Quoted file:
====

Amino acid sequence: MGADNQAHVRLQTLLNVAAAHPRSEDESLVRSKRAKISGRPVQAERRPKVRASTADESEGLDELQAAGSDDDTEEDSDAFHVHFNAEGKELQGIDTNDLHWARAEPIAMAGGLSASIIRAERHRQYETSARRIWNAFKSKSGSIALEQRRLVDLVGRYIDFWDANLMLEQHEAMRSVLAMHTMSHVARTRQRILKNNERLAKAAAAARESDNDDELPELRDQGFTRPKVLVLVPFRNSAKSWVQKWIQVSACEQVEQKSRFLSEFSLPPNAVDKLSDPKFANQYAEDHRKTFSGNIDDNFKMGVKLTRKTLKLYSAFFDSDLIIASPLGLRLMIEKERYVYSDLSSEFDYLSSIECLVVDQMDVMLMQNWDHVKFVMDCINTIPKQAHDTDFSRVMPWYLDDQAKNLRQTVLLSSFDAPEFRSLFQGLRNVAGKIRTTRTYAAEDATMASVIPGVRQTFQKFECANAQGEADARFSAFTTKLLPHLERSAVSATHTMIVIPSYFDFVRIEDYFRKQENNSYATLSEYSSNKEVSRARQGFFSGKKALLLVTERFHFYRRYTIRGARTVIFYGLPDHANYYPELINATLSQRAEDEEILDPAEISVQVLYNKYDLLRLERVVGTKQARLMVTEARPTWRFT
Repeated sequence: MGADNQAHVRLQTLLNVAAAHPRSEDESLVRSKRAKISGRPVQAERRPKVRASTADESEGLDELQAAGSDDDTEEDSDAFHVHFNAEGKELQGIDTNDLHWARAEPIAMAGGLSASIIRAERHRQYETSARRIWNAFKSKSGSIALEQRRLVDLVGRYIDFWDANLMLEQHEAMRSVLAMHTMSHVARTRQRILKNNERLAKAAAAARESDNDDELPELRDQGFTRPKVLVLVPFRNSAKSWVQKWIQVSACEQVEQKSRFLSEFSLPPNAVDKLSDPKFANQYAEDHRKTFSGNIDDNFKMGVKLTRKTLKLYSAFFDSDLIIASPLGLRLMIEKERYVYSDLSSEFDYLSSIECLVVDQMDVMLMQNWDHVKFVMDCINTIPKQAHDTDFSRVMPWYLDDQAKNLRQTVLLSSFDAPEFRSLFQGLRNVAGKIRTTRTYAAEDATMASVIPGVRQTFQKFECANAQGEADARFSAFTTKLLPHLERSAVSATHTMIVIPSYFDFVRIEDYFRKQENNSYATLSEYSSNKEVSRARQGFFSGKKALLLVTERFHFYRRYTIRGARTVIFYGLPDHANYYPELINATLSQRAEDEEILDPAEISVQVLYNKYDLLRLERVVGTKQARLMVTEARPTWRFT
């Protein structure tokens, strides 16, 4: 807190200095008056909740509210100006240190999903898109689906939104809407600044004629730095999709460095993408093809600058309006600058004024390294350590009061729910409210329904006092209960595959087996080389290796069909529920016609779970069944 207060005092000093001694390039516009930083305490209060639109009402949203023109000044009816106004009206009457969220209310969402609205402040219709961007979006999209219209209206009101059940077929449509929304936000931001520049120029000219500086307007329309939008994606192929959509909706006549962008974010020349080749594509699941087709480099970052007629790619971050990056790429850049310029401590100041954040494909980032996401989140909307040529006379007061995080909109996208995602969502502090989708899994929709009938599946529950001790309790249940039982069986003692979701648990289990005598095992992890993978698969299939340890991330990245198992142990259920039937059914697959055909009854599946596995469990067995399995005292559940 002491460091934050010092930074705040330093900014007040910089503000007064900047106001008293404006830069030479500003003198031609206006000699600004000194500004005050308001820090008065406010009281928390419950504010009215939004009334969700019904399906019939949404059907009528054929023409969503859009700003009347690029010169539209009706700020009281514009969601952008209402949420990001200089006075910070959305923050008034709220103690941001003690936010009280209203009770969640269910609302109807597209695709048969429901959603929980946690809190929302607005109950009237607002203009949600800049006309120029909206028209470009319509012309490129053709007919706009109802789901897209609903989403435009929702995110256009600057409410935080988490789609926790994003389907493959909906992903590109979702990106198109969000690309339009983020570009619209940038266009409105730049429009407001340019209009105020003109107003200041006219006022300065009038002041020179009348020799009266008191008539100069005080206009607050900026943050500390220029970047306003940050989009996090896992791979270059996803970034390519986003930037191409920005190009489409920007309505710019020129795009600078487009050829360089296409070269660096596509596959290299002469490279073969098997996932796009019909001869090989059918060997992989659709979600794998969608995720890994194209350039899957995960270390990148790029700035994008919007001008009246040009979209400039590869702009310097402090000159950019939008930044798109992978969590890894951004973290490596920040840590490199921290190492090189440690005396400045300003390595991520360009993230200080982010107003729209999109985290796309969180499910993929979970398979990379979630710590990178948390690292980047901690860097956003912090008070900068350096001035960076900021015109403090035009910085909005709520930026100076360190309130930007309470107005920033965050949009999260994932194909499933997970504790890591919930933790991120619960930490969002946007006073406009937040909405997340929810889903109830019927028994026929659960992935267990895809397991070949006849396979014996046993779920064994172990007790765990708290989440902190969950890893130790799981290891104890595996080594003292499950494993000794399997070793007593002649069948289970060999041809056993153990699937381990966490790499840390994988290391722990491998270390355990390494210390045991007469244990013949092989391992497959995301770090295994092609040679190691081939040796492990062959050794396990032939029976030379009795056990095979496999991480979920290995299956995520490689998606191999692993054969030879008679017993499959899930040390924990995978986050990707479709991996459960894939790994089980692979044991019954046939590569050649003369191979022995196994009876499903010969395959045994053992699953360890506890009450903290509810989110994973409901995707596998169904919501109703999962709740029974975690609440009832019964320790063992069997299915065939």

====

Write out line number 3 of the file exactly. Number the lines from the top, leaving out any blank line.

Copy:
């Protein structure tokens, strides 16, 4: 807190200095008056909740509210100006240190999903898109689906939104809407600044004629730095999709460095993408093809600058309006600058004024390294350590009061729910409210329904006092209960595959087996080389290796069909529920016609779970069944 207060005092000093001694390039516009930083305490209060639109009402949203023109000044009816106004009206009457969220209310969402609205402040219709961007979006999209219209209206009101059940077929449509929304936000931001520049120029000219500086307007329309939008994606192929959509909706006549962008974010020349080749594509699941087709480099970052007629790619971050990056790429850049310029401590100041954040494909980032996401989140909307040529006379007061995080909109996208995602969502502090989708899994929709009938599946529950001790309790249940039982069986003692979701648990289990005598095992992890993978698969299939340890991330990245198992142990259920039937059914697959055909009854599946596995469990067995399995005292559940 002491460091934050010092930074705040330093900014007040910089503000007064900047106001008293404006830069030479500003003198031609206006000699600004000194500004005050308001820090008065406010009281928390419950504010009215939004009334969700019904399906019939949404059907009528054929023409969503859009700003009347690029010169539209009706700020009281514009969601952008209402949420990001200089006075910070959305923050008034709220103690941001003690936010009280209203009770969640269910609302109807597209695709048969429901959603929980946690809190929302607005109950009237607002203009949600800049006309120029909206028209470009319509012309490129053709007919706009109802789901897209609903989403435009929702995110256009600057409410935080988490789609926790994003389907493959909906992903590109979702990106198109969000690309339009983020570009619209940038266009409105730049429009407001340019209009105020003109107003200041006219006022300065009038002041020179009348020799009266008191008539100069005080206009607050900026943050500390220029970047306003940050989009996090896992791979270059996803970034390519986003930037191409920005190009489409920007309505710019020129795009600078487009050829360089296409070269660096596509596959290299002469490279073969098997996932796009019909001869090989059918060997992989659709979600794998969608995720890994194209350039899957995960270390990148790029700035994008919007001008009246040009979209400039590869702009310097402090000159950019939008930044798109992978969590890894951004973290490596920040840590490199921290190492090189440690005396400045300003390595991520360009993230200080982010107003729209999109985290796309969180499910993929979970398979990379979630710590990178948390690292980047901690860097956003912090008070900068350096001035960076900021015109403090035009910085909005709520930026100076360190309130930007309470107005920033965050949009999260994932194909499933997970504790890591919930933790991120619960930490969002946007006073406009937040909405997340929810889903109830019927028994026929659960992935267990895809397991070949006849396979014996046993779920064994172990007790765990708290989440902190969950890893130790799981290891104890595996080594003292499950494993000794399997070793007593002649069948289970060999041809056993153990699937381990966490790499840390994988290391722990491998270390355990390494210390045991007469244990013949092989391992497959995301770090295994092609040679190691081939040796492990062959050794396990032939029976030379009795056990095979496999991480979920290995299956995520490689998606191999692993054969030879008679017993499959899930040390924990995978986050990707479709991996459960894939790994089980692979044991019954046939590569050649003369191979022995196994009876499903010969395959045994053992699953360890506890009450903290509810989110994973409901995707596998169904919501109703999962709740029974975690609440009832019964320790063992069997299915065939």